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Can writing style predict audience engagement with science news?

By Ifat Zimmerman, Tali Tal, and Ayelet Baram-Tsabari. What makes science news engaging? Is it using less jargon? Employing a narrative style? Or ensuring relevance? Are these outcomes similar for different types of audiences?  Engagement with science texts potentially arises from a nuanced interaction between internal factors – such as personal characteristics, cultural values, and knowledge acquired throughout life – and external factors – including accessibility strategies, i.e., providing explanations and addressing socio-scientific themes. In our study, we tackled both aspects. Our study examined how accessibility strategies correlate with audience engagement , particularly reader comments, within text-based popular science news. This is studied across two distinct audience groups: one comprised of science enthusiasts – a science-minded audience – and the other representing a more general readership – a general audience .  Pixabay We employed deductive content analysis guided
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Young people are trusting and championing science

By Karin Gustafsson. By taking to the streets, youth across the globe have publicly and loudly shown a strong distrust toward our political representatives’ capacity and willingness to address the current climate crisis. However, besides their demand for politicians and the adult generation to “listen to the science”, we know very little about these environmentally active youths’ relation to and potential trust in science.  In my most recent study , we learned how science is highly trusted by these environmentally active young people in Sweden. Science is understood as the institution that can and should be responsible for telling the truth about tackling climate change. Thus, scientists are seen as capable of helping us all learn about the climate crisis and what to do about it.   Pixabay My study is based on Fridays for Future (FFF) in the movement’s origin country of Sweden. FFF Sweden has been studied together with Sweden’s oldest and still largest nongovernmental environmental you

Mojirayo Ogunkanmi succeeds Elena Milani as Social Media Editor

 By Hans Peter Peters. Some may have already noticed on the homepage of Public Understanding of Science that we recently had a change in our editorial team. Mojirayo Ogunkanmi succeeds Elena Milani as Social Media Editor. For two years Elena had been responsible for our X (Twitter) account (@scicom) and this Blog. In the past months, she has handed over these tasks to Mojirayo in what I can only call a seamless transition. Elena quit her position in the Editorial Team of PUS because of new professional and personal duties. As mother of a newborn daughter, she needed to readjust her priorities and make economic use of increasingly precious resources such as time and energy. For me it is a long time ago, but I remember well the changes in family life caused by both the excitement and burden in tending our children. I wish for Elena that she gets a lot of the excitement and at least some sleep in the months to come. We are grateful for the two years Elena contributed with her sizable soci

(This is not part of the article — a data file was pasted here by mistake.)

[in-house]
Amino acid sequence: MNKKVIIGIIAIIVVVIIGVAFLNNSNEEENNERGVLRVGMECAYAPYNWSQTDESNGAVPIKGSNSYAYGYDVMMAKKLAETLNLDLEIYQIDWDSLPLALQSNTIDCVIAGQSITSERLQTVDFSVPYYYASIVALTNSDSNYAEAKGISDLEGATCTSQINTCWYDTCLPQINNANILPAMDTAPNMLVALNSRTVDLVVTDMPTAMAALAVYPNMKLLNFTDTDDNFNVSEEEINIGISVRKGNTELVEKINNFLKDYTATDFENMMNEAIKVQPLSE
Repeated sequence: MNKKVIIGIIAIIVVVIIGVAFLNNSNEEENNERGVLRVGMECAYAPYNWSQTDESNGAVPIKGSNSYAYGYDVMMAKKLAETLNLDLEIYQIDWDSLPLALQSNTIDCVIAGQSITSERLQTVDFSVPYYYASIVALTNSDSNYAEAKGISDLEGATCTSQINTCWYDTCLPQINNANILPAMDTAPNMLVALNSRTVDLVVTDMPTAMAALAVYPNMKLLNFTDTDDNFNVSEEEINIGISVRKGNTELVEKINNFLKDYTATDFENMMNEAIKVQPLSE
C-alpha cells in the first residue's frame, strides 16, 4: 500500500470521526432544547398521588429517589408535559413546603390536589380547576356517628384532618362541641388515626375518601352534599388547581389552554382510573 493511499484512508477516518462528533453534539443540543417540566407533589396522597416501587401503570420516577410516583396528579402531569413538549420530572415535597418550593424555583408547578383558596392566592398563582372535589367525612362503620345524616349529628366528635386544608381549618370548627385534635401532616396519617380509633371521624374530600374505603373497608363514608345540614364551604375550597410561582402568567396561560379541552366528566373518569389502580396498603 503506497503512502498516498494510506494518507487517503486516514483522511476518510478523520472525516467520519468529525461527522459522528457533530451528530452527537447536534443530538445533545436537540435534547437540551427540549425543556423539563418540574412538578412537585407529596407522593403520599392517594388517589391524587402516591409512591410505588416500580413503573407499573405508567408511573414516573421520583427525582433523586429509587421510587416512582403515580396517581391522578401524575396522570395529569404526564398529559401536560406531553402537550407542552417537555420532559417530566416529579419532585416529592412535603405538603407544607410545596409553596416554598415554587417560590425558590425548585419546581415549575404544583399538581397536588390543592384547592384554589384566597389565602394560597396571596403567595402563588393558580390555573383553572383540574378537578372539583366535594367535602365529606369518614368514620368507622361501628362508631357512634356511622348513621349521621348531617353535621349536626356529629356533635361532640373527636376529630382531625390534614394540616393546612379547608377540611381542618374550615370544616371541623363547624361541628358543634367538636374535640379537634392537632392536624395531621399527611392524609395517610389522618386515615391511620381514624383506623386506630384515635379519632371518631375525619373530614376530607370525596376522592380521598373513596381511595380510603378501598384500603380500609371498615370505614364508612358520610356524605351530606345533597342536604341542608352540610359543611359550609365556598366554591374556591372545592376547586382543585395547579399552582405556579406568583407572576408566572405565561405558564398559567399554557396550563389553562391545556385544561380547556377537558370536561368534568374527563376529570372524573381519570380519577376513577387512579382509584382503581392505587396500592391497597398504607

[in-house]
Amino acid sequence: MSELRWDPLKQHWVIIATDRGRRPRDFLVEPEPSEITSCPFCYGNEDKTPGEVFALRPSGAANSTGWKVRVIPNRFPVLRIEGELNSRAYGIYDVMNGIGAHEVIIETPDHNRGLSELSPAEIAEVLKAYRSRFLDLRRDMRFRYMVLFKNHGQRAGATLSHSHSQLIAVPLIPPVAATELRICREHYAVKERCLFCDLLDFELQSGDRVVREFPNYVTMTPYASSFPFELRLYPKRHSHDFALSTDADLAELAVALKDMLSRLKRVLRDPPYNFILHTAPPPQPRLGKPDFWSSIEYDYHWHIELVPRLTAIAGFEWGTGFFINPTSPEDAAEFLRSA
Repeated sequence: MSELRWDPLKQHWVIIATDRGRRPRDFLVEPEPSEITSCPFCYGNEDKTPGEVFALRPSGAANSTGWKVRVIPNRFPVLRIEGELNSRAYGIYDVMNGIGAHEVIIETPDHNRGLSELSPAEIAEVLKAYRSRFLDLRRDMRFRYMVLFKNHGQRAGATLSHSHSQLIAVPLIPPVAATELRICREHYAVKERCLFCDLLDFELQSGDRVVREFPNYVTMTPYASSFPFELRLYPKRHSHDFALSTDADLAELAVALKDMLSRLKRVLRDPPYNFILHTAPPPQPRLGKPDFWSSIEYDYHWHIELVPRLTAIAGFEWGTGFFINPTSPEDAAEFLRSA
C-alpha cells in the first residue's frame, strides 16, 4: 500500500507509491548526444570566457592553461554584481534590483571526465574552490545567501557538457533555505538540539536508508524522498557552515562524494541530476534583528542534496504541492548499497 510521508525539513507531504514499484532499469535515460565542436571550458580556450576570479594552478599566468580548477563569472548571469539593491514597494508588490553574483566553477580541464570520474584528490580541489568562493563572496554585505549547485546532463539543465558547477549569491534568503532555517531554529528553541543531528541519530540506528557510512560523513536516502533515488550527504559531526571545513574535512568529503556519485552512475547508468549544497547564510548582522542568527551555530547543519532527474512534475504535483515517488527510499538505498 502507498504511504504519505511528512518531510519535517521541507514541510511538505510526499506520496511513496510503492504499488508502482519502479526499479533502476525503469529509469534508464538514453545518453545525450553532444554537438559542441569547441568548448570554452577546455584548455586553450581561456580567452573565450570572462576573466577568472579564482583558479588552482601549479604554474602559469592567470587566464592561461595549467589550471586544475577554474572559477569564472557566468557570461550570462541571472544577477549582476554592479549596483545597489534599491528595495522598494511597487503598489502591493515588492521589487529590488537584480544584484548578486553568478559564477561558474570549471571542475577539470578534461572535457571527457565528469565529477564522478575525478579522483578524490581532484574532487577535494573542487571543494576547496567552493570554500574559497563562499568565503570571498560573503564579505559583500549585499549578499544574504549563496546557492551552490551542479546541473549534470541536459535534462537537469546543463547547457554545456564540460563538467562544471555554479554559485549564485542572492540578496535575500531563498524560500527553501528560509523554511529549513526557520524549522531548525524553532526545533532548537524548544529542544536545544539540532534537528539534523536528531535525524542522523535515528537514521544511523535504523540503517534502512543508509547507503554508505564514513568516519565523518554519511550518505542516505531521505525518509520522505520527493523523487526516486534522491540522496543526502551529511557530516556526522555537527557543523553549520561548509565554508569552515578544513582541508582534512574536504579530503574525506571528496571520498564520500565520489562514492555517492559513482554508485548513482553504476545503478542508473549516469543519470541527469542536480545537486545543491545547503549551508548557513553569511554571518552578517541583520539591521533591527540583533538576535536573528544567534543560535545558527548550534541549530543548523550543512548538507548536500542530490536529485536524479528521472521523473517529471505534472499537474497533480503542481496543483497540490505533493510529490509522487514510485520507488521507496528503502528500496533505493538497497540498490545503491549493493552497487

Biotech Governance: Engineered Publics or Societal Shift?

By Johannes K√∂gel.  For the first time in history , a heart from a genetically modified pig is transplanted into a human being—a feat that may potentially alleviate the shortage of donor organs. However, the public reaction is, at best, mediocre. Two days later, it is revealed that the recipient of the pig heart had a criminal record. This time, newspaper commentary sections are heating up , with some people marvelling at the perceived injustice of a convicted felon receiving a second chance, while others criticize the newspapers for making it a news case in the first place.  Certainly, an explanation is needed as to why a debate that has occurred countless times before overshadows the reactions that a groundbreaking interspecies transplantation can elicit. While social justice can be viewed as a particularly effective moral trigger, this debate highlights how the role of the public has changed compared to the era of the first human cardiac transplantations in the late 1960s and why ci

Science on Wikipedia and the challenge of micro-notability

 By Arno Simons, Wolfgang Kircheis, Marion Schmidt, Martin Potthast, and Benno Stein. Robert K. Merton , a famous American sociologist, who studied the reward system in science.   Wikipedia increasingly shapes the public understanding of science. As one of the most visited websites globally, it serves as a go-to resource for millions seeking information on scientific topics. In addition, search engines rely on Wikipedia's comprehensive science content for direct responses, while Large Language Models leverage it as essential training data. Because of Wikipedia’s central role in today’s knowledge economy, scientists and their institutions are increasingly seeking recognition on the platform. At a time when public recognition is more important to scientists and their careers than ever before, not being mentioned on Wikipedia can be a real issue, given that the platform significantly shapes the public's view of science. Wikipedians and scientists alike have already recognized the